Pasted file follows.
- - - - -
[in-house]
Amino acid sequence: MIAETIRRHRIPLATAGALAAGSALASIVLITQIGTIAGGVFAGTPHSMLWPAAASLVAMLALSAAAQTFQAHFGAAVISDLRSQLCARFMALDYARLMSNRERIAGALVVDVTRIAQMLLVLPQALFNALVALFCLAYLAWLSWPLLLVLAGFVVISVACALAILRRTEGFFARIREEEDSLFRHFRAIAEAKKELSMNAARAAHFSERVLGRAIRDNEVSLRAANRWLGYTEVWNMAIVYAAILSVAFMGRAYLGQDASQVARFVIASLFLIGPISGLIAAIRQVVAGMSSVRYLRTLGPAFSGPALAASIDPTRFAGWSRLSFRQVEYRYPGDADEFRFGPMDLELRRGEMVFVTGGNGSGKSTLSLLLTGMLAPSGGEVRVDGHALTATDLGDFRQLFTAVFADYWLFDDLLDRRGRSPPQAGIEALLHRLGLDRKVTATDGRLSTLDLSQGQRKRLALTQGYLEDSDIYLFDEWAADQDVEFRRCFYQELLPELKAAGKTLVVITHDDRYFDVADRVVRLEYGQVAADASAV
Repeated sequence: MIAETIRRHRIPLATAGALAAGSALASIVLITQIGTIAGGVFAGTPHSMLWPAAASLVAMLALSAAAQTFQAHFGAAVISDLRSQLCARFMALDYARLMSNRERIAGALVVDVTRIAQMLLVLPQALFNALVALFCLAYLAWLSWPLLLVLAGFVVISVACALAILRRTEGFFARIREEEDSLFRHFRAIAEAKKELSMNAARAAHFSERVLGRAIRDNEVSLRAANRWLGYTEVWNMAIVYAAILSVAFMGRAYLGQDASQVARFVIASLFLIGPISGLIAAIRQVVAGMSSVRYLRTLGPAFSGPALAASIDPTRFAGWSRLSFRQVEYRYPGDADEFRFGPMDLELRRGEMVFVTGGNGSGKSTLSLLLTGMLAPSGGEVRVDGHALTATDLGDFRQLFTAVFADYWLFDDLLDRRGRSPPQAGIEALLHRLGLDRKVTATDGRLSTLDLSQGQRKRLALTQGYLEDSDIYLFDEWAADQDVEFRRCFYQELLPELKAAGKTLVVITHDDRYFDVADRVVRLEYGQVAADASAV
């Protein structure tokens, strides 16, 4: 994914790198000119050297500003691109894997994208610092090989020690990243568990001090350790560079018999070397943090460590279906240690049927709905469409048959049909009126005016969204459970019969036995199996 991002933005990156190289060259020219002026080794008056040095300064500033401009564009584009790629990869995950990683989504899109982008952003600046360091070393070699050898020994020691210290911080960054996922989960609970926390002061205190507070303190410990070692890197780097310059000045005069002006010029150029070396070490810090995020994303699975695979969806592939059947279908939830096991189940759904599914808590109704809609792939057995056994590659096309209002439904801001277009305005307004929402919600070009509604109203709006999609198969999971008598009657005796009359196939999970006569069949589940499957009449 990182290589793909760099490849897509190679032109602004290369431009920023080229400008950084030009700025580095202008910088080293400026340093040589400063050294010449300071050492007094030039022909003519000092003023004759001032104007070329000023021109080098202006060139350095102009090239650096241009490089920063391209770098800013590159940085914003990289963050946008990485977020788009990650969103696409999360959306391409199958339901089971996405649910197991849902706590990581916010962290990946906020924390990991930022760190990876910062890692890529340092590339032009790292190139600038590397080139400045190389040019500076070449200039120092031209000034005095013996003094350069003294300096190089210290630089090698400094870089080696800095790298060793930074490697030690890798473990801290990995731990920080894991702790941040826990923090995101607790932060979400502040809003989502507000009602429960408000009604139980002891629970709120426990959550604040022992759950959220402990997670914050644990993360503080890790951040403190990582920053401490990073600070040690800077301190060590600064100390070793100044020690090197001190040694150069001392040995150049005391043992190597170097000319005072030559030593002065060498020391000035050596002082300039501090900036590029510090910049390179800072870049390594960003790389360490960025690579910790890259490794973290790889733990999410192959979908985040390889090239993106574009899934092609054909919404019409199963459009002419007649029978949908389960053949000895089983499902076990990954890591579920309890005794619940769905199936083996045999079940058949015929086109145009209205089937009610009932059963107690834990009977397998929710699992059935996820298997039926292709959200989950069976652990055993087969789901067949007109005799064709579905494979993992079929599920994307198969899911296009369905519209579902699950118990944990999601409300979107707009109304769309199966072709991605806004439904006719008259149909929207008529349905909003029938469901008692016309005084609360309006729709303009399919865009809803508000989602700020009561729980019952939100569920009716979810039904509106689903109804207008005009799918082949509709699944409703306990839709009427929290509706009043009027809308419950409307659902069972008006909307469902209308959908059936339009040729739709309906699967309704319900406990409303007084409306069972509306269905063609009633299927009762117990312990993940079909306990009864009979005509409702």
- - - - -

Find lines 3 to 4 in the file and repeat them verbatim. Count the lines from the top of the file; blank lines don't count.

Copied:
Repeated sequence: MIAETIRRHRIPLATAGALAAGSALASIVLITQIGTIAGGVFAGTPHSMLWPAAASLVAMLALSAAAQTFQAHFGAAVISDLRSQLCARFMALDYARLMSNRERIAGALVVDVTRIAQMLLVLPQALFNALVALFCLAYLAWLSWPLLLVLAGFVVISVACALAILRRTEGFFARIREEEDSLFRHFRAIAEAKKELSMNAARAAHFSERVLGRAIRDNEVSLRAANRWLGYTEVWNMAIVYAAILSVAFMGRAYLGQDASQVARFVIASLFLIGPISGLIAAIRQVVAGMSSVRYLRTLGPAFSGPALAASIDPTRFAGWSRLSFRQVEYRYPGDADEFRFGPMDLELRRGEMVFVTGGNGSGKSTLSLLLTGMLAPSGGEVRVDGHALTATDLGDFRQLFTAVFADYWLFDDLLDRRGRSPPQAGIEALLHRLGLDRKVTATDGRLSTLDLSQGQRKRLALTQGYLEDSDIYLFDEWAADQDVEFRRCFYQELLPELKAAGKTLVVITHDDRYFDVADRVVRLEYGQVAADASAV
């Protein structure tokens, strides 16, 4: 994914790198000119050297500003691109894997994208610092090989020690990243568990001090350790560079018999070397943090460590279906240690049927709905469409048959049909009126005016969204459970019969036995199996 991002933005990156190289060259020219002026080794008056040095300064500033401009564009584009790629990869995950990683989504899109982008952003600046360091070393070699050898020994020691210290911080960054996922989960609970926390002061205190507070303190410990070692890197780097310059000045005069002006010029150029070396070490810090995020994303699975695979969806592939059947279908939830096991189940759904599914808590109704809609792939057995056994590659096309209002439904801001277009305005307004929402919600070009509604109203709006999609198969999971008598009657005796009359196939999970006569069949589940499957009449 990182290589793909760099490849897509190679032109602004290369431009920023080229400008950084030009700025580095202008910088080293400026340093040589400063050294010449300071050492007094030039022909003519000092003023004759001032104007070329000023021109080098202006060139350095102009090239650096241009490089920063391209770098800013590159940085914003990289963050946008990485977020788009990650969103696409999360959306391409199958339901089971996405649910197991849902706590990581916010962290990946906020924390990991930022760190990876910062890692890529340092590339032009790292190139600038590397080139400045190389040019500076070449200039120092031209000034005095013996003094350069003294300096190089210290630089090698400094870089080696800095790298060793930074490697030690890798473990801290990995731990920080894991702790941040826990923090995101607790932060979400502040809003989502507000009602429960408000009604139980002891629970709120426990959550604040022992759950959220402990997670914050644990993360503080890790951040403190990582920053401490990073600070040690800077301190060590600064100390070793100044020690090197001190040694150069001392040995150049005391043992190597170097000319005072030559030593002065060498020391000035050596002082300039501090900036590029510090910049390179800072870049390594960003790389360490960025690579910790890259490794973290790889733990999410192959979908985040390889090239993106574009899934092609054909919404019409199963459009002419007649029978949908389960053949000895089983499902076990990954890591579920309890005794619940769905199936083996045999079940058949015929086109145009209205089937009610009932059963107690834990009977397998929710699992059935996820298997039926292709959200989950069976652990055993087969789901067949007109005799064709579905494979993992079929599920994307198969899911296009369905519209579902699950118990944990999601409300979107707009109304769309199966072709991605806004439904006719008259149909929207008529349905909003029938469901008692016309005084609360309006729709303009399919865009809803508000989602700020009561729980019952939100569920009716979810039904509106689903109804207008005009799918082949509709699944409703306990839709009427929290509706009043009027809308419950409307659902069972008006909307469902209308959908059936339009040729739709309906699967309704319900406990409303007084409306069972509306269905063609009633299927009762117990312990993940079909306990009864009979005509409702």